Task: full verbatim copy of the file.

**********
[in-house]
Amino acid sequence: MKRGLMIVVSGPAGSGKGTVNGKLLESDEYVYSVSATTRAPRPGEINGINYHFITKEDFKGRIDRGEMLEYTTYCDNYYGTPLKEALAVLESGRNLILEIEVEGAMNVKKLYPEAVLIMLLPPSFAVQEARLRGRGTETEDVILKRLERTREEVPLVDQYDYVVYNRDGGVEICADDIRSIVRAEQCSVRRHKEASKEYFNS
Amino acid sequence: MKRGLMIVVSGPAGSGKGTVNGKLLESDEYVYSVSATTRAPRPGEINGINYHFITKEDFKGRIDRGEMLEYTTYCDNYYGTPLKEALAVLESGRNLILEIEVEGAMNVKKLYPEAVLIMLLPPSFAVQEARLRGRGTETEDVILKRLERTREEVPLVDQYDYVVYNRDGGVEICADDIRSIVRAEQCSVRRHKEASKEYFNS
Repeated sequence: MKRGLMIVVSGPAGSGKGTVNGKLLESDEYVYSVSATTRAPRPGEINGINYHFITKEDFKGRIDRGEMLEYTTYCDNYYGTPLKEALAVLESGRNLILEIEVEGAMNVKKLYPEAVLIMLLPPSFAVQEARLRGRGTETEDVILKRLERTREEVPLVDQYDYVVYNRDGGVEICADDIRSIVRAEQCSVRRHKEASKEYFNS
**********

[in-house]
Amino acid sequence: MKRGLMIVVSGPAGSGKGTVNGKLLESDEYVYSVSATTRAPRPGEINGINYHFITKEDFKGRIDRGEMLEYTTYCDNYYGTPLKEALAVLESGRNLILEIEVEGAMNVKKLYPEAVLIMLLPPSFAVQEARLRGRGTETEDVILKRLERTREEVPLVDQYDYVVYNRDGGVEICADDIRSIVRAEQCSVRRHKEASKEYFNS
Amino acid sequence: MKRGLMIVVSGPAGSGKGTVNGKLLESDEYVYSVSATTRAPRPGEINGINYHFITKEDFKGRIDRGEMLEYTTYCDNYYGTPLKEALAVLESGRNLILEIEVEGAMNVKKLYPEAVLIMLLPPSFAVQEARLRGRGTETEDVILKRLERTREEVPLVDQYDYVVYNRDGGVEICADDIRSIVRAEQCSVRRHKEASKEYFNS
Repeated sequence: MKRGLMIVVSGPAGSGKGTVNGKLLESDEYVYSVSATTRAPRPGEINGINYHFITKEDFKGRIDRGEMLEYTTYCDNYYGTPLKEALAVLESGRNLILEIEVEGAMNVKKLYPEAVLIMLLPPSFAVQEARLRGRGTETEDVILKRLERTREEVPLVDQYDYVVYNRDGGVEICADDIRSIVRAEQCSVRRHKEASKEYFNS